A new study from AAA could help to increase Missouri driver safety by showing that there is more to safe driving than keeping the hands on the wheel and eyes on the road. Researchers compared speech-operated infotainment systems, expected to be in 62 million cars and trucks by 2018, with a variety of activities. Data showed that infotainment systems required more driver concentration than listening to the radio or audio books or having an in-person discussion and even having a discussion via hand-held phone.
Loss of concentration has tangible effects that increase the risk of car accidents. Researchers term the condition “inattention blindness.” It results in a tunnel vision that has drivers looking at a fixed point ahead of the vehicle instead of scanning the road and routinely checking mirrors. Even when looking straight ahead, tunnel vision can result in failure to spot red lights and other hazards. The president of AAA Foundation for Traffic Safety stated that this phenomenon helps explain commonly reported statements made to police investigators, such as “looked but did not see.”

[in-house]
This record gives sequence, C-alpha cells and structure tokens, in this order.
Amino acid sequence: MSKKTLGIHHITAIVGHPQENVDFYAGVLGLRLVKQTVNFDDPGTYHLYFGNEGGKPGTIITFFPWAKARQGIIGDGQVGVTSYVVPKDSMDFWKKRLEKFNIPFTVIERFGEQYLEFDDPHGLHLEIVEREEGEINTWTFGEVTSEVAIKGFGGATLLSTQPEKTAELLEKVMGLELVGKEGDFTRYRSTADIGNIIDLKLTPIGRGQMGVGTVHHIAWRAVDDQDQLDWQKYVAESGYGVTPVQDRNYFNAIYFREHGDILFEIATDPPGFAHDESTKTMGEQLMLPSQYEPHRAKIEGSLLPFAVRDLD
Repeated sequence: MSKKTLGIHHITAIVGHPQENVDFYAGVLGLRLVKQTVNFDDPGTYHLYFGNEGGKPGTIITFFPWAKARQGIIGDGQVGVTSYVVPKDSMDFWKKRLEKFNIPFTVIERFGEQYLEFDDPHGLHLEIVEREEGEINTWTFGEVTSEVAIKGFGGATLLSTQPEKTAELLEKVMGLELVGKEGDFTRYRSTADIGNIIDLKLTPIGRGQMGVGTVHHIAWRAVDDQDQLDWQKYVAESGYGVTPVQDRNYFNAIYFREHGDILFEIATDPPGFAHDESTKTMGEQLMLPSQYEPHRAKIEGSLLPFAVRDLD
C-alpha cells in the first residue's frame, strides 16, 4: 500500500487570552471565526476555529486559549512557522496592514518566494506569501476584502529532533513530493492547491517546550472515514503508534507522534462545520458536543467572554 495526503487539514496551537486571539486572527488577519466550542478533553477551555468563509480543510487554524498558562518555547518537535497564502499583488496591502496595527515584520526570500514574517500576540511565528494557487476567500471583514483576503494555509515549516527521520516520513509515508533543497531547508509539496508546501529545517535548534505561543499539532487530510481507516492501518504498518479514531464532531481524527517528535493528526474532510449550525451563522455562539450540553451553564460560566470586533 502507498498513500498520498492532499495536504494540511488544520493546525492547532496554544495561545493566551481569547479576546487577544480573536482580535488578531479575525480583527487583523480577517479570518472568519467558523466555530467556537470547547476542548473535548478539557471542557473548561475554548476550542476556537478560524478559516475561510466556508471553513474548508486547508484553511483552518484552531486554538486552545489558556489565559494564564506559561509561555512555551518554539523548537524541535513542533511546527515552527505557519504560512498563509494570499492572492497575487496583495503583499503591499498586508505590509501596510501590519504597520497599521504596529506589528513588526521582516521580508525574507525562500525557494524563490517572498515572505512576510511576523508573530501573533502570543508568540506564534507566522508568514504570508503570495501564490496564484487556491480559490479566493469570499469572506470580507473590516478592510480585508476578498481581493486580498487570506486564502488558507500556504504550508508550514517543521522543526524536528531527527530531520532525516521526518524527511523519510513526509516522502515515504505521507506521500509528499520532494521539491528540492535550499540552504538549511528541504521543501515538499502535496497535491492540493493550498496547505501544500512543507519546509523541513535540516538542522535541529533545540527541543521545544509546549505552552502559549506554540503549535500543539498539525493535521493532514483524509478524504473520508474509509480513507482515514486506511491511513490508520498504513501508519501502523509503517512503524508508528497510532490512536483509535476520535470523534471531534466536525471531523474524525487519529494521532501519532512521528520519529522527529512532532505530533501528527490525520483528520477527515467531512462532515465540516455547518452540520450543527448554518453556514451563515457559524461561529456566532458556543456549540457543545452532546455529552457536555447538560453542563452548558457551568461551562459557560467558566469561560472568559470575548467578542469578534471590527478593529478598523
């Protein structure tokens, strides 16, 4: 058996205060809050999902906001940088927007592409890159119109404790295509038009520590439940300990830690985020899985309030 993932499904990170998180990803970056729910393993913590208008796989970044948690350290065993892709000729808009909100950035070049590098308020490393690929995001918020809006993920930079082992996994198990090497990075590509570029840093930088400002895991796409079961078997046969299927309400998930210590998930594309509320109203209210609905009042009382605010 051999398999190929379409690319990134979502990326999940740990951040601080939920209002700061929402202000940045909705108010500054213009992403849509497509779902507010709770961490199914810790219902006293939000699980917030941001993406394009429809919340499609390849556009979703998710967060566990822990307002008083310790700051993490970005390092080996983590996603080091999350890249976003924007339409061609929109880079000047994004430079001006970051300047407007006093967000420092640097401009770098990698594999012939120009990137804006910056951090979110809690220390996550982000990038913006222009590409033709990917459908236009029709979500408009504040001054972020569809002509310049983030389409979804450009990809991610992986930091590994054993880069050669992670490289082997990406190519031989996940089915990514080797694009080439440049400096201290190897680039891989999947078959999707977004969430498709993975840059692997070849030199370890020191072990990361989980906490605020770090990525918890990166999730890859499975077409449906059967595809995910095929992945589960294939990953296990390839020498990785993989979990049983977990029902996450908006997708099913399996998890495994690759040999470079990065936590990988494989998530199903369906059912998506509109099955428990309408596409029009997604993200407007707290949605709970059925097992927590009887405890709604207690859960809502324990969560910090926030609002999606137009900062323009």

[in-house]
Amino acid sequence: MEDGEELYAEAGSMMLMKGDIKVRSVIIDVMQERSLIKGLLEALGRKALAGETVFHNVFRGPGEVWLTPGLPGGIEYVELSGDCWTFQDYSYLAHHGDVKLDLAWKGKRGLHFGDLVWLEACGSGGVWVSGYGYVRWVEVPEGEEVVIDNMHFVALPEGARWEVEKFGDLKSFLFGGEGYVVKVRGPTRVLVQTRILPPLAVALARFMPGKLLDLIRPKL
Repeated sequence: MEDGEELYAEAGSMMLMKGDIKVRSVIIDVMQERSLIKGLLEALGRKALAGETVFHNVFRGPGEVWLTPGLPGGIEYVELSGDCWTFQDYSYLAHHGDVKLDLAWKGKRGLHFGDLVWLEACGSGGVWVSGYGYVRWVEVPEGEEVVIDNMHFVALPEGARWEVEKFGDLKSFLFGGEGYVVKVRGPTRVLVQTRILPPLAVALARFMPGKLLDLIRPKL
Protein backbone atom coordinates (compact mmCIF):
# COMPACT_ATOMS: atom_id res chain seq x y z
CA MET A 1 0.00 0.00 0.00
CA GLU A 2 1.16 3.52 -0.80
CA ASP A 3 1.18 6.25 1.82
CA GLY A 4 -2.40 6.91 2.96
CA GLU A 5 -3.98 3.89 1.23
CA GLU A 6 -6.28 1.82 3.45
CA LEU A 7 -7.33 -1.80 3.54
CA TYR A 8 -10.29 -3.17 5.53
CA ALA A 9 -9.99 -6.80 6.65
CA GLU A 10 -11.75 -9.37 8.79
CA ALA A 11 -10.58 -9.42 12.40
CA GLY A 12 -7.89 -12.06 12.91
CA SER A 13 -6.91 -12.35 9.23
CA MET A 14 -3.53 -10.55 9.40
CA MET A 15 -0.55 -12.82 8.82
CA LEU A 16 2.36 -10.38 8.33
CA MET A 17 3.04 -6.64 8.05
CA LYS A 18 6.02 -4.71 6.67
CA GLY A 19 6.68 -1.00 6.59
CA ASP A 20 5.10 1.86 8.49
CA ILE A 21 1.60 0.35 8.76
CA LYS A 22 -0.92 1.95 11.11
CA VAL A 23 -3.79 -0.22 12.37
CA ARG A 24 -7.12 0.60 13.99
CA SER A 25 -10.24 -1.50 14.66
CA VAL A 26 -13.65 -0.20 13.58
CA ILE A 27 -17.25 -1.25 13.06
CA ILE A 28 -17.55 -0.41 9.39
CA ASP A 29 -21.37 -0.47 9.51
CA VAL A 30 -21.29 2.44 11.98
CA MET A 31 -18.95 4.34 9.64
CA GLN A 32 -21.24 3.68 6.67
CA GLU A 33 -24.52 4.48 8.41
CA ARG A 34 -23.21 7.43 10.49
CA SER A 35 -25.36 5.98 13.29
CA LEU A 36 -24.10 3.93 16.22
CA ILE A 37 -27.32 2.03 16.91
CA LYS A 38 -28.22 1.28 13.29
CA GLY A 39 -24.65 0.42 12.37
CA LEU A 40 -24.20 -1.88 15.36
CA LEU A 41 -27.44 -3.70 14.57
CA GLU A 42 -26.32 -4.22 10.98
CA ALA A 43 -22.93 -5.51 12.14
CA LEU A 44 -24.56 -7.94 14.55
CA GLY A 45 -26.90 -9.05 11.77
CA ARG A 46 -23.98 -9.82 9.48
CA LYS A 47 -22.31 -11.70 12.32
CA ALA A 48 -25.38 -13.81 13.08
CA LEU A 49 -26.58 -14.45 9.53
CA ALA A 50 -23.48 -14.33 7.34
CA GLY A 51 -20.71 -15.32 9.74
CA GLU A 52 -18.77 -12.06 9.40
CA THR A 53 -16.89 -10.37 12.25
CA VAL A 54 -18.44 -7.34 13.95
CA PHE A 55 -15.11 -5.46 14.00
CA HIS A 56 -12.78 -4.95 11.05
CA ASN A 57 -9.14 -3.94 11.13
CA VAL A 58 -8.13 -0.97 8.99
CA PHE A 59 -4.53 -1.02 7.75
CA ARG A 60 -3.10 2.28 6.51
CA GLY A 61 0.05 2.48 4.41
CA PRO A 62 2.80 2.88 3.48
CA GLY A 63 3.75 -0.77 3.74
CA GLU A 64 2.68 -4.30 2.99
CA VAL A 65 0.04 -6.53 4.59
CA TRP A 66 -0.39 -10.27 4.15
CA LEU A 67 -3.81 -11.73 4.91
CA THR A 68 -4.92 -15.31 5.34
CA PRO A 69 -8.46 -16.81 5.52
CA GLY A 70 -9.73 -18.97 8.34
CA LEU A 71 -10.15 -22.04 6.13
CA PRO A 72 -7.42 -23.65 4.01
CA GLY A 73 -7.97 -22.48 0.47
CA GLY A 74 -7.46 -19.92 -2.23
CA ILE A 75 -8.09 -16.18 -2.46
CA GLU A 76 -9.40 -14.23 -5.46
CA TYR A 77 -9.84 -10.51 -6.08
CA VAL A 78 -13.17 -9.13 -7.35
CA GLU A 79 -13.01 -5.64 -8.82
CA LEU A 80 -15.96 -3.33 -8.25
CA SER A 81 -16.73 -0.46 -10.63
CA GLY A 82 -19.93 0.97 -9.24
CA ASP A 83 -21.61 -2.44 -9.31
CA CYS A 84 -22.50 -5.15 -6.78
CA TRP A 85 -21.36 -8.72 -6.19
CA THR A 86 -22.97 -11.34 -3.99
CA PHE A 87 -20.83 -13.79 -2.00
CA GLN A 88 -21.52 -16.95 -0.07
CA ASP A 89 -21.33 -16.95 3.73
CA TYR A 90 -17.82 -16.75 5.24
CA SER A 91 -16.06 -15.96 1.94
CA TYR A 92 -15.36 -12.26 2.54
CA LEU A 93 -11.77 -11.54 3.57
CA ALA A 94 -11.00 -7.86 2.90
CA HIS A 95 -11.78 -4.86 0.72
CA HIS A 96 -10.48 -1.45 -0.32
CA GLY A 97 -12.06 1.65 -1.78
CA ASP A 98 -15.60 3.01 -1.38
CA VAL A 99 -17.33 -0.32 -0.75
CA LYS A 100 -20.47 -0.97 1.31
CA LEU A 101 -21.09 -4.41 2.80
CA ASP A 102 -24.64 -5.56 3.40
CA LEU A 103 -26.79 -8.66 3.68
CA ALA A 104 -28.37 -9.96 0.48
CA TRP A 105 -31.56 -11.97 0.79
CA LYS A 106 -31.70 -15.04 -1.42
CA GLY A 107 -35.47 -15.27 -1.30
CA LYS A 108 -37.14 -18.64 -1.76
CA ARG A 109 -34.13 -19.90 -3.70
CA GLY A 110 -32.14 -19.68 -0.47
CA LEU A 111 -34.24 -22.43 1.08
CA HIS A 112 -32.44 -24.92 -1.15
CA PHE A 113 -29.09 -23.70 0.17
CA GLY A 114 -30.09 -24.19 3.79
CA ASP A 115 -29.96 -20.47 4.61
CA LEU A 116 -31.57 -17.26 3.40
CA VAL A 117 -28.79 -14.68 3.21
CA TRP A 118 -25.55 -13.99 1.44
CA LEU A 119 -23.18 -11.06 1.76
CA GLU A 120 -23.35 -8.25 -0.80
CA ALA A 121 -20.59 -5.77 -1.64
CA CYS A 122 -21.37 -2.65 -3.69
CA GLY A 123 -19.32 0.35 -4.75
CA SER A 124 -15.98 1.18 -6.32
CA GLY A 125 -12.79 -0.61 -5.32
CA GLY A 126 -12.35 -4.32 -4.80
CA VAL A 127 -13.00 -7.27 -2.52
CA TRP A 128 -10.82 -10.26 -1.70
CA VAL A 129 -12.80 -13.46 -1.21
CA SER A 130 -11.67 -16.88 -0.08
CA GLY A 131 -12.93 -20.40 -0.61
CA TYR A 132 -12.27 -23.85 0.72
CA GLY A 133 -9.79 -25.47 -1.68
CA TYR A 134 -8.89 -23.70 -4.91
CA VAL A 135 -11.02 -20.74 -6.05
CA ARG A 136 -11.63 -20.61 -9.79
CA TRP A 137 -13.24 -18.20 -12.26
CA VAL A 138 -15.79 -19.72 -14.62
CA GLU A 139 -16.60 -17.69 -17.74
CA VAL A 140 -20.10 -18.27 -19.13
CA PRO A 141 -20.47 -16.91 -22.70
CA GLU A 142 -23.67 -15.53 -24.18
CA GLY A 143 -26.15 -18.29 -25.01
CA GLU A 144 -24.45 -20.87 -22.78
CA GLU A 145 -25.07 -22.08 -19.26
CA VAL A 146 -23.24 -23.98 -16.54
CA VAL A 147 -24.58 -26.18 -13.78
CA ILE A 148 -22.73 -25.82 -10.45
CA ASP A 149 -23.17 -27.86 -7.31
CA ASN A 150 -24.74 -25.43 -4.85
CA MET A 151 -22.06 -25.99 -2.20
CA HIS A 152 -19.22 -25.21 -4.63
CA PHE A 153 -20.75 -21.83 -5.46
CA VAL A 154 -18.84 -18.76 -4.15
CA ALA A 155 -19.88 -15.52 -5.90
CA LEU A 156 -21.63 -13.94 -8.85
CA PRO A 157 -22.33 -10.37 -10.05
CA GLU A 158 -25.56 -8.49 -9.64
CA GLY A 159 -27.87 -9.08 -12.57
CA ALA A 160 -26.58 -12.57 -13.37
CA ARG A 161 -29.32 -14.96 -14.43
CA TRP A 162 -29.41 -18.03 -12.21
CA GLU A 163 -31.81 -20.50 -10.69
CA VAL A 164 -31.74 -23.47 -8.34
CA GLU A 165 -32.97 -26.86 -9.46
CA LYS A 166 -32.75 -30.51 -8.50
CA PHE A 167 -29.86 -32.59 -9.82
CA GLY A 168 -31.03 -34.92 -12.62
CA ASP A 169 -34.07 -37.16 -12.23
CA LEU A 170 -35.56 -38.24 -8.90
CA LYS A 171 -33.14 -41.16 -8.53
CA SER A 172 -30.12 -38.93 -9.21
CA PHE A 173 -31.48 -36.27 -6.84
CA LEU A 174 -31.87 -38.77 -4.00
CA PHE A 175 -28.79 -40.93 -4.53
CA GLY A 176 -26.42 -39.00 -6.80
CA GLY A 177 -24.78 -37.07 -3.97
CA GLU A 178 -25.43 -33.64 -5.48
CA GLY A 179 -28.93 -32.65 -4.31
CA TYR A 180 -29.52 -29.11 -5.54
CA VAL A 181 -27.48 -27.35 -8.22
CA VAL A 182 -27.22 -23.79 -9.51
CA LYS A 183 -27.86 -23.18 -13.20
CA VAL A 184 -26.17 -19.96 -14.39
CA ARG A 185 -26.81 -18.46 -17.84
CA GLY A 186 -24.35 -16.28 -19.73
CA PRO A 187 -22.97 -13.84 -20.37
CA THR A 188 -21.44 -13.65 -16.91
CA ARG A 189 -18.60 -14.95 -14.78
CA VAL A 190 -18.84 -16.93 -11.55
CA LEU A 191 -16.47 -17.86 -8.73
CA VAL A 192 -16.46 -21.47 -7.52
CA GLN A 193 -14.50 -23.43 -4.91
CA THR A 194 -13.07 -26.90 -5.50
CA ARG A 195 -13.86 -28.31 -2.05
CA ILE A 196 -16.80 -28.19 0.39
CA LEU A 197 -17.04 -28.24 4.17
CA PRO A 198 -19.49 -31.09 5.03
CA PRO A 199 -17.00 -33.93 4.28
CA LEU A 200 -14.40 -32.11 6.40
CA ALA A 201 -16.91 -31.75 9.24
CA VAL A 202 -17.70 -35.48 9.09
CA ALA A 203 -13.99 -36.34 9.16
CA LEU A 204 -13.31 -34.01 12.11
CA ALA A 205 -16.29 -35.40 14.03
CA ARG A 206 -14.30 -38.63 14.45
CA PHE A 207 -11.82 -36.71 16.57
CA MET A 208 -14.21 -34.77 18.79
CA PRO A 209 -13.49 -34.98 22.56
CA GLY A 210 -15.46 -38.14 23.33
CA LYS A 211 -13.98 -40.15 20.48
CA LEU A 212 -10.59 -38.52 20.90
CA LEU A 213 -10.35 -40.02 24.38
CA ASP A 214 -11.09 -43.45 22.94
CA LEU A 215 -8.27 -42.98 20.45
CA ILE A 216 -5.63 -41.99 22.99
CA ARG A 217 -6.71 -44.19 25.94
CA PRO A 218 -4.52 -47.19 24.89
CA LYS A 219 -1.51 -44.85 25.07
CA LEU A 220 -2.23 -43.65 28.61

The Alliance of Automobile Manufacturers argues that speech-operated devices are less risky than hand-held ones when other factors are accounted for. A study performed by the National Highway Traffic Safety Administration is thought to support this contention. The AAA study used cameras to track driver movements and measurement of brain activity in stationary, simulation and real driving situations.
The increasing number of electronics installed in modern automobiles is seen by many experts as a threat to public safety. The relative risks involved with any extraneous device can lead to an auto accident. The victims of distracted driving in Missouri may be able to pursue a civil lawsuit to recover compensation for damages with the assistance of a car accident attorney.
Source: Yahoo News, “Hands-free texting still distracting for drivers,” Joan Lowy, June 12, 2013